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Linux cat command summary with examples

cat allows you to send input to output.
  1. Purpose - Learn what cat is for and how to find help.
  2. Options - Review a few common options and arguments.
  3. Examples - Walk through code examples with cat.
  4. A tip - Finish off with one more insight.
Paul Alan Davis, CFA, October 7, 2016
Updated: July 26, 2018
In this tutorial, 10 of 100, below find a 3-4 minute introductory video, a text-based tutorial and all of the code examples from the video.

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The Linux cat command


Learn to send input to output at the Linux command line.

Video Tutorial

Linux cat command summary with examples (3:55)

Videos can also be accessed from the YouTube Playlist.

Video Script

The Command and Why You Need It

Our tenth word, or command to memorize is cat from the category Text.

cat allows you to send input to output. In our last video we wanted to see available bash programs and here the cat command will solve that by sending a file as output to the screen.

Before we start, it helps to think of commands as mini programs and most follow this structure: command -option(s) argument(s).

The cat command has 12 options and arguments are inputs of two types: files or text input to the keyboard. I'll show you both, and in one example we'll use this option -n to number the output lines.

A quick comment about input/ouput, there are three terms to remember all with default behavior here in our interactive shell. First, standard input is from the keyboard. Stantard output goes to the screen and standard error also goes to the screen.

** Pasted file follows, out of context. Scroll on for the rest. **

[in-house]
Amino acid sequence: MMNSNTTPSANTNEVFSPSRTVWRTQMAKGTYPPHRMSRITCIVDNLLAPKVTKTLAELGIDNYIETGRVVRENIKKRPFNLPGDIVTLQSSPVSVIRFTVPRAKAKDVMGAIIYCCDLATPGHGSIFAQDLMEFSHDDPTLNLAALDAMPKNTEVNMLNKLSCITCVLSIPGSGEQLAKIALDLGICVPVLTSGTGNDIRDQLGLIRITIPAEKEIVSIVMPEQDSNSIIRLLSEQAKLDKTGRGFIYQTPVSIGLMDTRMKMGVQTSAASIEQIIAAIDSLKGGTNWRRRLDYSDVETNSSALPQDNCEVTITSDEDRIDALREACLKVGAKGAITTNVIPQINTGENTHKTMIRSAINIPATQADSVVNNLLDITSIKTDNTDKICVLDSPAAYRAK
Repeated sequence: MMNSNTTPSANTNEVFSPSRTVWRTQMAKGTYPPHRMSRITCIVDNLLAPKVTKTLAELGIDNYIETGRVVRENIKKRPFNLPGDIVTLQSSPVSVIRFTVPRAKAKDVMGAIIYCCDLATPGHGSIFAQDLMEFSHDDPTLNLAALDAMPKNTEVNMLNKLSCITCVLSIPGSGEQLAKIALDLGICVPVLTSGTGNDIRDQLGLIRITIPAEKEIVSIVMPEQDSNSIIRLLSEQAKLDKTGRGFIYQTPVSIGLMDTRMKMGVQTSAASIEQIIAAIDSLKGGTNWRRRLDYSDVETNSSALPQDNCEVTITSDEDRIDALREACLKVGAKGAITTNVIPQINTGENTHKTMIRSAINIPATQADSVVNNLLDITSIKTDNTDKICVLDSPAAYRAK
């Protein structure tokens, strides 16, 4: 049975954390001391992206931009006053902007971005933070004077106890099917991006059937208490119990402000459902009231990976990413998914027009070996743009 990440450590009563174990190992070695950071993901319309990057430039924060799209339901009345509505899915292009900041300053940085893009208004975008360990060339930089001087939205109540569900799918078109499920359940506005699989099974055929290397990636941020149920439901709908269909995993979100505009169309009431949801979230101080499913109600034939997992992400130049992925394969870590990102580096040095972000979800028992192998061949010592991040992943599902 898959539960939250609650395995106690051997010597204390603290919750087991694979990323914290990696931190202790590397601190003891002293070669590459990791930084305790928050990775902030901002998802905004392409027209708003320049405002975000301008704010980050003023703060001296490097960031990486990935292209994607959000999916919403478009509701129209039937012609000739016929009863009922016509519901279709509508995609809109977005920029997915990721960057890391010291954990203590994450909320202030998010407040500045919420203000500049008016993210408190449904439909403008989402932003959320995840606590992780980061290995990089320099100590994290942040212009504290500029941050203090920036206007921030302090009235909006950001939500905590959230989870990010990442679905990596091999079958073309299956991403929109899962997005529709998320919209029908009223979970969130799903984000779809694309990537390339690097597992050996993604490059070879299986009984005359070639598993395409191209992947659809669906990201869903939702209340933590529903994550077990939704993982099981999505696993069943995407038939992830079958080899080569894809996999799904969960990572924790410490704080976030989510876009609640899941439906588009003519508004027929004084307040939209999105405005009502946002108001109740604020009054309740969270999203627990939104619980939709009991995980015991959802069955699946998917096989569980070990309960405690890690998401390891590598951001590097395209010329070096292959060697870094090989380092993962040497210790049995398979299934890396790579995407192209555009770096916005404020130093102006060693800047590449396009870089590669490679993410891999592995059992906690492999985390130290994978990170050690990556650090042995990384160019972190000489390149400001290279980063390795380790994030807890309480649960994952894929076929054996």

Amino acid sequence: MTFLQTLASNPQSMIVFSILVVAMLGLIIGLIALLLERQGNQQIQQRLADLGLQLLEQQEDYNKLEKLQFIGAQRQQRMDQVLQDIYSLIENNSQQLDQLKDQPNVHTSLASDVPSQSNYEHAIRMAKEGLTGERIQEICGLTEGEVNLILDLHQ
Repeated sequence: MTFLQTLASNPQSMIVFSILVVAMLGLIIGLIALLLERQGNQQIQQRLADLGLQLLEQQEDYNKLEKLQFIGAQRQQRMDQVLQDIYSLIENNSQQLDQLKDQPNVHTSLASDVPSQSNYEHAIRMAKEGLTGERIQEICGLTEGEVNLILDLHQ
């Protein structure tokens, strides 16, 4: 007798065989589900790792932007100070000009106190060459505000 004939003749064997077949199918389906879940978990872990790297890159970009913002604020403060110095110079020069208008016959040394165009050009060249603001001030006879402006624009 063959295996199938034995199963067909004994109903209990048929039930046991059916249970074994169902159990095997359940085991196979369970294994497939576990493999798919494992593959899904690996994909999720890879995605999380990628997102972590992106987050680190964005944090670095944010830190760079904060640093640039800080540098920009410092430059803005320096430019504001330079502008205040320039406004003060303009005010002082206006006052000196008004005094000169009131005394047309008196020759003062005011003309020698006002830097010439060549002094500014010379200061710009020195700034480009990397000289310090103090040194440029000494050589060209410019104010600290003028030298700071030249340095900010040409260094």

So why is cat an important command? Well, cat is the easiest way to send text to the screen. And now you know how to do that.


Okay, the best way to embed this in your memory is by typing in your own terminal window.

Find this on your Mac using a program called Terminal. On Linux use Terminal or Konsole, and currently Microsoft is adding this functionality to Windows.

Here we go, so cat is similar to less from video 5, except less is more like a word processor. cat instead just prints to the screen. So let's use the file from video 5 and output it with line numbers.

$ cat -n video5.txt 1 This is the first line 2 This is the second line 3 This is the thrid line 4 This is the fourth line 5 This is the fifth line 6 7 # A file for video 5 on less to demonstrate the -N option

Good. Now, try this, type cat and Enter.

$ cat _

The shell is waiting for you to type something in standard input. Type anything (and Enter).

$ cat anything anything _

Notice how it sits there, waiting for more?

$ cat anything anything What are you waiting for? What are you waiting for? _

If you are done, use Ctrl-c to stop the process.

$ cat anything anything What are you waiting for? What are you waiting for? ^C $ _

And last, let's tackle that problem from the last video. Type cat /etc/shells and look, it outputs a file listing 5 shells to the screen.

$ cat /etc/shells # /etc/shells: valid login shells /bin/sh /bin/dash /bin/bash /bin/rbash /usr/bin/tmux

A Final Tip

Okay now you know how to use cat. And you know the syntax for commands, options and arguments.

One last tip about the cat command. It's easy to write standard output to a file instead of the screen, and I'll show you that next.

Okay, thanks for visiting today. I hope this was a fun introduction to the cat command.

Learn More About The Series

For an overview of the 100 videos, the 8 quizzes, a cheat sheet, the categories and a Q&A section, visit:

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~/ home  / tech  / linux essentials  / cat command

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